Over a million people worldwide diagnosed with TB go on to develop an incurable but manageable fungal infection, researchers have revealed, adding that this infection is usually left untreated because it is mistaken for a recurrence of the disease.
In a new report published today in the Bulletin of the World Health Organization
, the researchers from University of Manchester and University of Toronto say because the X-ray features and symptoms are so similar doctors often misdiagnose and prescribe the wrong treatment which can lead to tens of thousands of unnecessary deaths.
The fungal infection responsible, chronic pulmonary aspergillosis (CPA), evades the immune system in the lungs progressing slowly and may lie undetected for years until symptoms (weight loss, tiredness, coughing and bleeding) start to develop. By then it is often too late to treat successfully.
50 per cent of all patients who develop it are unlikely to survive for more than five years, a similar outlook to many cancers.
Now, the report's authors are calling on the World Health Organisation and others to provide awareness training, particularly for medics in Africa, India and China where under diagnosis of CPA is even more common than in Western countries because of the burden of TB.
The team was led by Professor David Denning, Director of the National Aspergillosis Centre at the University Hospital of South Manchester. He says the report highlights huge global variations in frequency and survival (see the table below). "For example, only 17 per cent of referred CPA patients in Manchester had underlying TB compared with 93 per cent in Korea. This variation reflects differences in diagnosis and inappropriate therapy—or none at all. Identifying CPA early in patients is only possible by means of microbiological testing for Aspergillus antibodies."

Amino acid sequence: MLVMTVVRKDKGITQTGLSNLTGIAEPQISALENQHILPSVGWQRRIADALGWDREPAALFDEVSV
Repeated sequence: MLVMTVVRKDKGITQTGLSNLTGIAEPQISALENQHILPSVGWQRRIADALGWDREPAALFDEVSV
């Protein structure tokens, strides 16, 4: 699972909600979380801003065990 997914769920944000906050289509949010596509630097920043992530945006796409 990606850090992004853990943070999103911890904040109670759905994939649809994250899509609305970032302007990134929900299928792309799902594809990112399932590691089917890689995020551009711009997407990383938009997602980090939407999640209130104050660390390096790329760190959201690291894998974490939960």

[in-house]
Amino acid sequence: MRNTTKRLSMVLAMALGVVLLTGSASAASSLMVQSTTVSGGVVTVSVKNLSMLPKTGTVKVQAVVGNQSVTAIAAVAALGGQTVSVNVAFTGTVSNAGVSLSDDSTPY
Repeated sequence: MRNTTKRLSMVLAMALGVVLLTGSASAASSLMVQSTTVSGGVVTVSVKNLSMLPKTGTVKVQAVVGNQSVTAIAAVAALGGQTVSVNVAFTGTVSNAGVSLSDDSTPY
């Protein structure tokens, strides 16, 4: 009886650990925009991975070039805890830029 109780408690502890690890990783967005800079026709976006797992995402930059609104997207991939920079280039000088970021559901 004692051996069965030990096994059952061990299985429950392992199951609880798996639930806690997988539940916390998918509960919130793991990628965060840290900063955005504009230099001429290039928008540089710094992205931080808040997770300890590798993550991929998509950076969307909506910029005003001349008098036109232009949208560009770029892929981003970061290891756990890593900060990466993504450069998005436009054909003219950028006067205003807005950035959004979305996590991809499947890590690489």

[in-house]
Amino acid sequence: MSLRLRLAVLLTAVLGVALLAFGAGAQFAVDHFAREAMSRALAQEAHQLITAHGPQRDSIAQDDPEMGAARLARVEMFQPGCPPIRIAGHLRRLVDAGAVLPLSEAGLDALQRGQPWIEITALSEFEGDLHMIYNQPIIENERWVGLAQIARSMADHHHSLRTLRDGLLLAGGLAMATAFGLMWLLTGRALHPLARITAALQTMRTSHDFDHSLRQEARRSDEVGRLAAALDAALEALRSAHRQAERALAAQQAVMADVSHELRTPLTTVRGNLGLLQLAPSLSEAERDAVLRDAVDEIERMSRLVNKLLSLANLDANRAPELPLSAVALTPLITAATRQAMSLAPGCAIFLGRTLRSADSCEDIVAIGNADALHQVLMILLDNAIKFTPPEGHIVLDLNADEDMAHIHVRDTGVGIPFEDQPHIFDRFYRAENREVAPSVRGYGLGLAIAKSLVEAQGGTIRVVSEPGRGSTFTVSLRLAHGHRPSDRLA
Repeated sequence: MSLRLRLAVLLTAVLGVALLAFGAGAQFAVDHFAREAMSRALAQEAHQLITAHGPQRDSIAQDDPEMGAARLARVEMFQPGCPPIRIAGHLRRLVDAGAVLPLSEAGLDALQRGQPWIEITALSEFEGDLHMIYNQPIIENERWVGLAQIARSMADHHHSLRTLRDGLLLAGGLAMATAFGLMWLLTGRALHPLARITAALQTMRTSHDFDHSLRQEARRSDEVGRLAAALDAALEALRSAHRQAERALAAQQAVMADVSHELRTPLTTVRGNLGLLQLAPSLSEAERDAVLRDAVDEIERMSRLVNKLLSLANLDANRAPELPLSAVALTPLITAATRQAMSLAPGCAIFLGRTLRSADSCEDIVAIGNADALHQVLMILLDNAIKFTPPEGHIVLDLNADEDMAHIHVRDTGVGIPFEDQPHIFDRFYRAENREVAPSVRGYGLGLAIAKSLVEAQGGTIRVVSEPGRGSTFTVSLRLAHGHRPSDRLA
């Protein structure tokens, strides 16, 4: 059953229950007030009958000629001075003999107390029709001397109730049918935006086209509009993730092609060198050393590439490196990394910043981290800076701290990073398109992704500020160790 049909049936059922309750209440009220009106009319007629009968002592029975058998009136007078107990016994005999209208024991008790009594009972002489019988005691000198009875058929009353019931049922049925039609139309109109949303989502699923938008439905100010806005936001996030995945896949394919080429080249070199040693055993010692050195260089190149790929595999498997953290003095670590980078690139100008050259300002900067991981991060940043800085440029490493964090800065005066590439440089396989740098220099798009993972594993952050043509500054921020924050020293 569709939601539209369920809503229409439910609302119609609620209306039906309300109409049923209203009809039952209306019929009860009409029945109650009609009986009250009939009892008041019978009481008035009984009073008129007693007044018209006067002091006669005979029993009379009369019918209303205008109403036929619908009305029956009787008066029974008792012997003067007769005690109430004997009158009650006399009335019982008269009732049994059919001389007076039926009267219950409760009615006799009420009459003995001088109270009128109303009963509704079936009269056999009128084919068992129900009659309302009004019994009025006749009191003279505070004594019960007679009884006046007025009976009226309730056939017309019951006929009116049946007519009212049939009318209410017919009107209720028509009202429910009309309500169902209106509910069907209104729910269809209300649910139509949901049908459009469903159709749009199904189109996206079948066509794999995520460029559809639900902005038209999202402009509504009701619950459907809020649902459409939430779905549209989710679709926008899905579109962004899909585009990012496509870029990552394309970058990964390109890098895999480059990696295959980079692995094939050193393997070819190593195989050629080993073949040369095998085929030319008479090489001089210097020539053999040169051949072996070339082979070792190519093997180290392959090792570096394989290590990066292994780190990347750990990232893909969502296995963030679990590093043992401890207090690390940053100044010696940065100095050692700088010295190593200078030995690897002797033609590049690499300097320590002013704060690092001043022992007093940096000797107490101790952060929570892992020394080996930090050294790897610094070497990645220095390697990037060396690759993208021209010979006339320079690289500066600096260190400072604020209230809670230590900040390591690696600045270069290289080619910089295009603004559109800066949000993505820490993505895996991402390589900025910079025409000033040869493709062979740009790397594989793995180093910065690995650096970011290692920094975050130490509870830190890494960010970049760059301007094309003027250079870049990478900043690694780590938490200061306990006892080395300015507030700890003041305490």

Professor Donald Cole, Associate Professor & Division Head of Global Health at the University of Toronto's Dalla Lana School of Public Health, is an expert in environmental and public health. He believes doctors have probably underestimated the worldwide burden of CPA. "We based our estimates on WHO data but the information is robust in some countries but not others. Under reporting is common, especially in countries such as China."
Professor Ian Jacobs is Director of MAHSC—a partnership between the NHS in Manchester and the University of Manchester—and has recently included global health as a focus for its work. He is backing the call for WHO and the leaders of countries in Asia and Africa to take action. "TB is a major scourge worldwide, and to find that over a third of a million people each year then develop an incurable and ultimately fatal fungal complication—which could be diagnosed and treated—demands action."